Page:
Opened 3 years ago

Closed 3 years ago

#22821 closed New feature (wontfix)

DjangoJSONEncoder no longer supports simplejson

Reported by: Keryn Knight <django@…> Owned by: nobody
Component: Core (Serialization) Version: master
Severity: Normal Keywords:
Cc: Triage Stage: Unreviewed
Has patch: no Needs documentation: no
Needs tests: no Patch needs improvement: no
Easy pickings: no UI/UX: no


For better or worse, DjangoJSONEncoder, despite living in the core.serializers package (and to my knowledge not being public API), is useful to support the few extra datatypes in standard json usage, and doesn't have any negative side affects. So it gets used.

Previously, in Django 1.4, core.serializers.json relied upon simplejson, but starting with 1.5 only used json.

Since then, simplejson has moved forward and has a slightly different API that prevents using DjangoJSONEncoder, because it subclasses json.JSONEncoder rather than simplejson.JSONEncoder, thus this worked in 1.4:

import simplejson as json
from django.core.serializers.json import DjangoJSONEncoder
json.dumps("{}", cls=DjangoJSONEncoder)

but in 1.5+, it yields a TypeError, with simplejson==3.5.2:

Traceback (most recent call last):
  File "<console>", line 1, in <module>
  File "/path/to/python2.7/site-packages/simplejson/", line 382, in dumps
TypeError: __init__() got an unexpected keyword argument 'namedtuple_as_object'

I think it ought to be possible to decouple the implementation such that people wanting to continue using simplejson could still benefit from the implementation of default, by doing something like (untested, pseudo-code):

class RichEncoder(object):
    def default(self, o):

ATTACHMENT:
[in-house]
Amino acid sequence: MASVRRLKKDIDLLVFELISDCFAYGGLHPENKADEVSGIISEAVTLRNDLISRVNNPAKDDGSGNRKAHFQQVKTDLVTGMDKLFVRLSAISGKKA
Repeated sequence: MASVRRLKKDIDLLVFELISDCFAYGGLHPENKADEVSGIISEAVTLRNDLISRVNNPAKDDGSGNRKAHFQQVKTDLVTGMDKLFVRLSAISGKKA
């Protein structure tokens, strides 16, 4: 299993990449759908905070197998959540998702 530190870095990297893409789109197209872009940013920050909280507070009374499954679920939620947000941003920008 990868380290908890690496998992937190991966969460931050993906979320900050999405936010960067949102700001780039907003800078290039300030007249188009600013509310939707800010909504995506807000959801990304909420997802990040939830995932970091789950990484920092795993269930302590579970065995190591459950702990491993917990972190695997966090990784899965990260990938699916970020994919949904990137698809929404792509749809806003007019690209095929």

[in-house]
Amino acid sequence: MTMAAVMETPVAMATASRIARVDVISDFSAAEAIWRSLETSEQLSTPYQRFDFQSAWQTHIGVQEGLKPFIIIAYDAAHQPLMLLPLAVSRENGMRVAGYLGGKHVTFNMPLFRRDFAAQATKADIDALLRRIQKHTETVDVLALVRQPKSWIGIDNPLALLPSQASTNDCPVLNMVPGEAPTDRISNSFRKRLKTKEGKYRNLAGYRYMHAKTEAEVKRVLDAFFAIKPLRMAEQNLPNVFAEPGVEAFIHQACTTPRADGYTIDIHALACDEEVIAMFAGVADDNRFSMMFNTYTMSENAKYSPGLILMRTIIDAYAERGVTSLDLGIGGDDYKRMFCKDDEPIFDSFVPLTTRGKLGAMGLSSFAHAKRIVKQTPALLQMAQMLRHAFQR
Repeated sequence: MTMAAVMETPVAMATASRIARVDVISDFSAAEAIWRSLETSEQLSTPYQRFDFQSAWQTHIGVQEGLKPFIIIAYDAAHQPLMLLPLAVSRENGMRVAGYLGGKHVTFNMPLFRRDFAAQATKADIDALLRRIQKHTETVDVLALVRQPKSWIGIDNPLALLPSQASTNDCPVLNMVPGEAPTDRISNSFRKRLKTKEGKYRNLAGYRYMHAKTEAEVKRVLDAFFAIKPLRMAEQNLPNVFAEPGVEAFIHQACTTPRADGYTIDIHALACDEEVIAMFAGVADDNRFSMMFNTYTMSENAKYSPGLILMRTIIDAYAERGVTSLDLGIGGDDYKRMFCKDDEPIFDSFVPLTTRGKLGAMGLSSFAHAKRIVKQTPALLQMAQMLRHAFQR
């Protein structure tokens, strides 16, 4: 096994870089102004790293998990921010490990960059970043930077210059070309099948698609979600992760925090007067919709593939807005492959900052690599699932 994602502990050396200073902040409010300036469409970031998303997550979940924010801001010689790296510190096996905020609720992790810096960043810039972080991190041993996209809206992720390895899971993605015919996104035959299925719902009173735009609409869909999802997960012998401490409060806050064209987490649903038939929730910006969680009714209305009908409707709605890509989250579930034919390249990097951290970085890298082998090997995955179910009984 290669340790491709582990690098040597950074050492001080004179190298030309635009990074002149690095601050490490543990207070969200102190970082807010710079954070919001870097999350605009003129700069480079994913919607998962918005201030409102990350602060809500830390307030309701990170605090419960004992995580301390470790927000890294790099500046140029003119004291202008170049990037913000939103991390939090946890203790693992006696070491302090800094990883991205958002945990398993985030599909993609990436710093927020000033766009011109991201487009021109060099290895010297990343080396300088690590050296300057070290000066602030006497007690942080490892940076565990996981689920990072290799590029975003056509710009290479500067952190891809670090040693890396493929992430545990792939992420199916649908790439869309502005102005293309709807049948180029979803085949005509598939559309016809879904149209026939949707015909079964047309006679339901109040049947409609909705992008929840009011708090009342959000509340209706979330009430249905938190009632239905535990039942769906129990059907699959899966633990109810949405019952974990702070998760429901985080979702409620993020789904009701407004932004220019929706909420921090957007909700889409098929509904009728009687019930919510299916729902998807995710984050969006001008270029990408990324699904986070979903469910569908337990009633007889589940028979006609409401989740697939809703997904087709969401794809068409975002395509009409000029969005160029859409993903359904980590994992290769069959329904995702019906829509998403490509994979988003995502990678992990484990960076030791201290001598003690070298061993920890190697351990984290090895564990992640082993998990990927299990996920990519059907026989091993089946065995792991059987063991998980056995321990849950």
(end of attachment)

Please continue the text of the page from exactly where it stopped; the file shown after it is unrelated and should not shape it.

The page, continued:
return (RichEncoder, self).default(o)

class DjangoJSONEncoder(RichEncoder, json.JSONEncoder): pass
DateTimeAwareJSONEncoder = DjangoJSONEncoder

meanwhile, userland implementations would replace the json.JSONEncoder part with simplejson.JSONEncoder, I guess.

This came up and bit someone in the IRC channel, and I'm reporting it because I think it's supportable, though it'd benefit me nought.

Change History (4)

comment:1 Changed 3 years ago by Aymeric Augustin

See #18023 for why this is hard.

If I remember correctly, the short version is that simplejson broke both backwards and forwards compatibility with itself, making it impossible to be compatible with arbitrary versions of simplejson.

comment:2 Changed 3 years ago by Keryn Knight <django@…>

Perhaps I'm not understanding the nuances of the problem (it wouldn't be the first time), but I'm not convinced that solving this particular problem is difficult (periphery around it, perhaps)
The following code-bomb works for me using simplejson versions (the last PATCH releases of every MINOR version):

  • 2.1.6
  • 2.6.2
  • 3.0.9
  • 3.3.3
  • 3.4.1
  • 3.5.2

and the json module in Python 2.7.6 (I'm guessing/hoping the least Py3K compatible part of this is using xrange, and print as a keyword)

import simplejson
import json
import decimal
import datetime

# So this is taken straight out of the DjangoJSONEncoder implementation
# in master as of 7548aa8ffd46eb6e0f73730d1b2eb515ba581f95
class RichEncoder(object):
    def default(self, o):
        # See "Date Time String Format" in the ECMA-262 specification.
        if isinstance(o, datetime.datetime):
            r = o.isoformat()
            if o.microsecond:
                r = r[:23] + r[26:]
            if r.endswith('+00:00'):
                r = r[:-6] + 'Z'
            return r
        elif isinstance(o,
            return o.isoformat()